Canada’s latest national numbers show 70 per cent of deaths from COVID-19 have been of people over 80, and 25 per cent of people between 60 and 79.

• Email: jbrean@nationalpost.com | Twitter:

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Some Quebecers won't have their power back until this weekend, Hydro-Québec says – CBC.ca

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Hydro-Québec says crews are still working on restoring power to more than 80,000 customers in the province and that it could take until this weekend to get everyone back on the grid. 

Thousands of residents have been left in the dark since Saturday following a fierce spring storm that swept across large swaths of the province, downing trees and power lines. 

The most affected region remains the Laurentians, where roughly 50,000 customers are still without electricity.  As of Wednesday afternoon, some 18,000 customers in the Lanaudière were without power and more than 15,000 in the Outaouais.

At a news conference Wednesday in Morin-Heights, a small, hard-hit town in the Laurentians, Hydro-Québec president and CEO Sophie Brochu said crews are working “as quickly as possible” to restore power to all households. 

“We will not leave until everyone has been reconnected,” she told reporters. 

WATCH | Hydro-Québec president explains when power will be restored: 

Crews are working ‘as fast as we can,’ says Hydro-Québec president

8 hours ago

Duration 0:45

Sophie Brochu says more crews are expected to be deployed to remote regions to help restore power to affected households, with the goal of being “really far” into the process as of Saturday.

Brochu said the public utility has about 700 crews — or 1,400 people — working around the clock, including crews from private contractors, regions that haven’t been affected by the outages and even some from New Brunswick. 

Régis Tellier, vice-president of operations and maintenance at Hydro-Québec, said he hopes to have 50,000 customers reconnected by the end of the day, “but we cannot hope to reconnect all customers before Friday, perhaps even beyond.”

Residents kept in the dark, says mayor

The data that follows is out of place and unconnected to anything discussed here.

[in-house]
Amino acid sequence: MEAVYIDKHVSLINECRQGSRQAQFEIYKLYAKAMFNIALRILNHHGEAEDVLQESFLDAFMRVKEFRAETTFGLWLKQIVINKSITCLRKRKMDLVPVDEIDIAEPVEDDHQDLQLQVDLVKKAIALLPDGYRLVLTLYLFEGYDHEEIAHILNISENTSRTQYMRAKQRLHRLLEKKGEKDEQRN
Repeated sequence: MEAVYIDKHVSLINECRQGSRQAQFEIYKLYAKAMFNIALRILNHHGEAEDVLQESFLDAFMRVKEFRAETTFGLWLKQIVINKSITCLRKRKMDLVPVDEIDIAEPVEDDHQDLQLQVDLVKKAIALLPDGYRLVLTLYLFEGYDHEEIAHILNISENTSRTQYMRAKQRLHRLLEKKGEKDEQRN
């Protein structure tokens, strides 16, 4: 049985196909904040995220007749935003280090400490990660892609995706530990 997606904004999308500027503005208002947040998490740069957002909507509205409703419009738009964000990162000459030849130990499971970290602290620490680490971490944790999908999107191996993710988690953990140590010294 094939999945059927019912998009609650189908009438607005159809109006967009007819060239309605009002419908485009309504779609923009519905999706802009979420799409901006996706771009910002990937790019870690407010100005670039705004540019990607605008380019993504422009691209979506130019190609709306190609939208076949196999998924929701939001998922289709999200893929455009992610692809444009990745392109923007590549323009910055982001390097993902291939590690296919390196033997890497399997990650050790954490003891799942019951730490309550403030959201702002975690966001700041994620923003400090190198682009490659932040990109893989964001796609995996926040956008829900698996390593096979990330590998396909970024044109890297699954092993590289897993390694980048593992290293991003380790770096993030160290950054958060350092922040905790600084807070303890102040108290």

Morin-Heights was battered by Saturday’s storm. Trees were seen toppled over cars and on roofs, and power lines littered the streets.

Mayor Tim Watchorn said as of Wednesday, 75 per cent of residents are still without power. And while the public utility is urging patience, he said people in the community are starting to feel frustrated.

“[Hydro-Québec] can’t give us a timeline as of now,” he said. “People find it difficult not knowing.”

Mayor Tim Watchorn says 75 per cent of Morin-Heights residents are still without power. (Marika Wheeler/CBC)

Because many residents rely on wells, even showering and using the washroom is impossible for some. With no internet, phones or stoves, many are left feeling cut off from the world.

“It’s hard to not know what’s happening and when you’re going to get your power back,” Watchorn said. 

Chalet Bellevue, the local community centre, has been transformed into an emergency shelter since the weekend storm.  A generator has been hooked up allowing people to charge their phones, cook, get water and take showers.

On Wednesday, Patricia Clark was at the community centre trying to download books to read on her iPad. She was grateful to finally plug back in since she hasn’t had power in her home since Saturday afternoon.

“It was very painful throwing out everything in the fridge and the freezer … but Morin-Heights has been excellent though, they give you, you know, everything.”

Downed trees, terrain causing delays 

Hydro-Québec says the size of the affected area is a key reason for the delays in getting the light backs on. 

The violent storm hit a portion of territory 300 kilometres long by 100 kilometres wide, according to Brochu, ranging from the Outaouais to Quebec City.

She said half a million customers lost power within three to four hours and more than 554,000 customers were without electricity at the height of the event. 

“It was crazy,” she said. “Since the ice storm, that’s pretty much the biggest event we’ve seen.” 

Brochu said the complex nature of the work to be done in some regions could also pose risks and create complications, causing further delays. 

Some 700 Hydro-Québec crews, or 1,400 people, are working to restore power across the province.

Crews must remove power lines that have fallen to the ground under the weight of uprooted trees, replace hundreds of poles and navigate difficult terrain that sometimes prevents work trucks from getting to the affected areas, she said.